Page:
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May 20 2014

Are Jews Too Concerned With Seeking Out Other Jews?

By at 11:47 am


Sometimes I worry that I talk about Judaism too much. As much as I use the words Jew, Jewish, or Judaism, I’m saying them in my head even more. It’s become a tic of sorts, a knee-jerk reaction to the random information that comes at me all day long. What’s more, I have this habit of looking for fellow Jews in situations where a person’s religion or heritage is irrelevant. I worry that it’s gone too far.

A friend tells me her sister met a great guy. Is he Jewish? I think, but don’t ask. My book club (where I’m always aware of being one of two Jews) will discuss a novel that takes place in New Zealand in the 1950s, and I wonder if there were any Jews in New Zealand at that point in history. My son gets placed on a soccer team in our suburb of few Jews and I automatically scan the list looking for a possible Goldberg or Cohen.

I did not grow up this way. To tell you the truth, I knew few non-Jews in the very Jewish North Shore Chicago suburb where I spent my childhood. Sure, my parents and grandparents did the typical ethnic pride maneuver of taking personal credit when a Jewish person won an Oscar or a Nobel Prize. They felt the requisite shame, too, when a Jew made the news for doing anything illegal. But on account of being surrounded by Jews most of the time, I don’t remember my family or anyone else actively looking for others like them. Read the rest of this entry →

Mar 31 2014

News Roundup: Does Porn Hurt Children?

By at 8:28 pm

All the parenting news you probably didn’t have time to read this week.


– A recent UK study found that three in every 100 primary school children, some as young as 6, have viewed hardcore pornographic images on the internet. There is still some debate as to how traumatizing and what the long-term effect of this exposure is. (The Times Magazine)

Boston Magazine has a fascinating (and terrifying) look at the juvenile and cliquey social lives of suburban American moms, which can quickly spiral into a social nightmare reminiscent of high school for those who fail to keep up. (Boston Magazine)

– The majority of American women aren’t “leaning in” or “opting out.” Rather, most women–ranging socioeconomically from poor to upper middle class–are barely hanging on.  (Al Jazeera)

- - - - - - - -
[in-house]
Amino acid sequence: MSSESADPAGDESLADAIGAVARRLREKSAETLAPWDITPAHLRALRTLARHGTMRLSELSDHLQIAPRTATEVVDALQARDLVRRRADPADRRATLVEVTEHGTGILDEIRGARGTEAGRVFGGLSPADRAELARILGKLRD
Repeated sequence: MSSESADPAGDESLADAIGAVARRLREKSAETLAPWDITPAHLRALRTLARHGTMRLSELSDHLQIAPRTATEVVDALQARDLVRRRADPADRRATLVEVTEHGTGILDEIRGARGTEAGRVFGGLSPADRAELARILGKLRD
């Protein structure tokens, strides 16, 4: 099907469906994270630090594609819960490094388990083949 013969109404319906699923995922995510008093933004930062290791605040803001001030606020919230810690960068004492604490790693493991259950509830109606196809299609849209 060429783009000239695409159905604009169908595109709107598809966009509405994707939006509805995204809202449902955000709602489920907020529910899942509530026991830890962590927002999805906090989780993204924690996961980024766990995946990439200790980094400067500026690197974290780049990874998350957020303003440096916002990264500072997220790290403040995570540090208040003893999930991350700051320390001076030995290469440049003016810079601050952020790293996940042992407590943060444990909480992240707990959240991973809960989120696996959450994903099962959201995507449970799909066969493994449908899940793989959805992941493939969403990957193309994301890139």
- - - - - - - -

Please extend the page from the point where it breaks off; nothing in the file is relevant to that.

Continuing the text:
– Putin’s elementary school teacher, who now resides in a Tel Aviv apartment purchased by her former student, has found herself in the spotlight now that Putin has decided to annex Crimea. The gentle and studious school boy she describes sounds nothing like the Vladimir Putin of today. (JTA)

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Dec 20 2013

Friday Night: We Survived Our First Year in the Suburbs

By at 12:28 pm

kids swinging in the suburbs

About a week ago, a friend posted on her Facebook page: “Happy Houseiversary!”

She and her family had been living in their new home for a year (a home that happens to be across the road from my home. Hi, Lori!)

I saw Lori’s post, checked the calendar, and immediately felt shame. Just a week before Lori’s houseiversary, we had a houseiversary, too. It’s just that I hadn’t noticed. I didn’t mention it to my husband, and he didn’t mention it to me. I didn’t post it on Facebook, or give it much thought, at all. In fact, when people ask us how long we’ve been living in our new home, in our new town, we usually mumble, “Uh, a year? About a year? Maybe a little less than a year?” (For the record: one year, three weeks, and five days.)

I’ve blogged on Kveller a bunch about my ambivalence about the suburbs. First I wondered if I was old enough to own a house and then I wondered if the suburbs would make my kids boring. There was a post where I asked, “Will we find people like us?” and one where I tried to instruct readers on how to “close on a house and not freak out.” Read the rest of this entry →

May 21 2013

Since Living in the Suburbs, I Need to Take More Risks

By at 9:28 am

subway entrance new yorkWhen your hottest social engagement is taking your toddler and baby to Tasti D-Lite and then proceeding to read four different Curious George books at bedtime, you may have fallen into a bit of a rut. I know I have.

First, a disclaimer: I love my kids, Tasti D-Lite, and Curious George (and in that exact order), and I am more than happy to spend any free time I have in things that involve all of those elements. And my dismay at falling into a rut feels a bit disingenuous when my husband constantly implores me to institute some sort of official date night, or when he supports my much-coveted “me time” by doing more than his share. Read the rest of this entry →

Mar 28 2013

My Exodus from Brooklyn

By at 9:52 am

long island pierAt the beginning of October, just a month after my husband and I closed on our house in the suburbs, I made a promise right here on the blog that I’d let you know how it all looked a few months in. Back in that blog post, I wrote about how nervous I felt at the closing despite my energetic spearheading of this move-to-the-‘burbs project. I tried to stay upbeat, and wrote that the closing is really an “opening-up” and I recalled how the sellers got us excited by listing all of the wonderful things our new town has to offer.

I also explained that we were moving our young family to the suburbs because we wanted “more trees, more space, less noise, a basement!”

Update #1: We have all of those things now, and they are nice to have.  Read the rest of this entry →

Oct 11 2012

How to Close on a House & Not Freak Out